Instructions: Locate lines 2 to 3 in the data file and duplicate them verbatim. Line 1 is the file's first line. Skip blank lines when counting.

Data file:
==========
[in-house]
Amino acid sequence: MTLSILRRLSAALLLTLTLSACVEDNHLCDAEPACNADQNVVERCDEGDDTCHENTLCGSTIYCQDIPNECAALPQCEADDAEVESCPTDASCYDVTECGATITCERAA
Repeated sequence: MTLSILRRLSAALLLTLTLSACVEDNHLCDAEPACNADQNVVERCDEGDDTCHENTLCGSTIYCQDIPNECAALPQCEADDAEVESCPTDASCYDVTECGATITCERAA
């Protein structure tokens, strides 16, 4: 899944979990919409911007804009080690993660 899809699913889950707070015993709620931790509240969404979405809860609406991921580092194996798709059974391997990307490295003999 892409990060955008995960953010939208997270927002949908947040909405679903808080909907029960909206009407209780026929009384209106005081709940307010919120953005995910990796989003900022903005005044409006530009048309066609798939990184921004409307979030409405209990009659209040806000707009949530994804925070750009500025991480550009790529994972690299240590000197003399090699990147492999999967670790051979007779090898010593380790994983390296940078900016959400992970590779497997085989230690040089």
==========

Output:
Amino acid sequence: MTLSILRRLSAALLLTLTLSACVEDNHLCDAEPACNADQNVVERCDEGDDTCHENTLCGSTIYCQDIPNECAALPQCEADDAEVESCPTDASCYDVTECGATITCERAA
Repeated sequence: MTLSILRRLSAALLLTLTLSACVEDNHLCDAEPACNADQNVVERCDEGDDTCHENTLCGSTIYCQDIPNECAALPQCEADDAEVESCPTDASCYDVTECGATITCERAA